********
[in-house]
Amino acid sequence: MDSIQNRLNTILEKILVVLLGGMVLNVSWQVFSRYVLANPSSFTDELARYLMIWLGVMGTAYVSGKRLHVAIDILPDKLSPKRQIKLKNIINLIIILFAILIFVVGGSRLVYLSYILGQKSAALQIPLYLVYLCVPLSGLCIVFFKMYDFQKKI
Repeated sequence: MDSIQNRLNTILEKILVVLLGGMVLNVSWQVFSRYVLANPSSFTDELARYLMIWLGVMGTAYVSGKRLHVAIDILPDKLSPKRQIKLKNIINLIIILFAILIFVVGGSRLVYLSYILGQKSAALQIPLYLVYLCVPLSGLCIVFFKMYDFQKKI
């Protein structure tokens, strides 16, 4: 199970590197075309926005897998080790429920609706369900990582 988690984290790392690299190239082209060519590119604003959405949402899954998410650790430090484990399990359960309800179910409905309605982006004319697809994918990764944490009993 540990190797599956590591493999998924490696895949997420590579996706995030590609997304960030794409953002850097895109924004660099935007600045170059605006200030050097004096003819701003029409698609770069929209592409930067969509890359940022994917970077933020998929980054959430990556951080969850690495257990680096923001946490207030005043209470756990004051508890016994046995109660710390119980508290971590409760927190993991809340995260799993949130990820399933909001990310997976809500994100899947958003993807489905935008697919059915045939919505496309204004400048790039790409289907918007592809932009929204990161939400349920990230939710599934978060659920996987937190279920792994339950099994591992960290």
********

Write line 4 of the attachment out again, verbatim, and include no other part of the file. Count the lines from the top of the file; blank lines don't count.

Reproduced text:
């Protein structure tokens, strides 16, 4: 199970590197075309926005897998080790429920609706369900990582 988690984290790392690299190239082209060519590119604003959405949402899954998410650790430090484990399990359960309800179910409905309605982006004319697809994918990764944490009993 540990190797599956590591493999998924490696895949997420590579996706995030590609997304960030794409953002850097895109924004660099935007600045170059605006200030050097004096003819701003029409698609770069929209592409930067969509890359940022994917970077933020998929980054959430990556951080969850690495257990680096923001946490207030005043209470756990004051508890016994046995109660710390119980508290971590409760927190993991809340995260799993949130990820399933909001990310997976809500994100899947958003993807489905935008697919059915045939919505496309204004400048790039790409289907918007592809932009929204990161939400349920990230939710599934978060659920996987937190279920792994339950099994591992960290």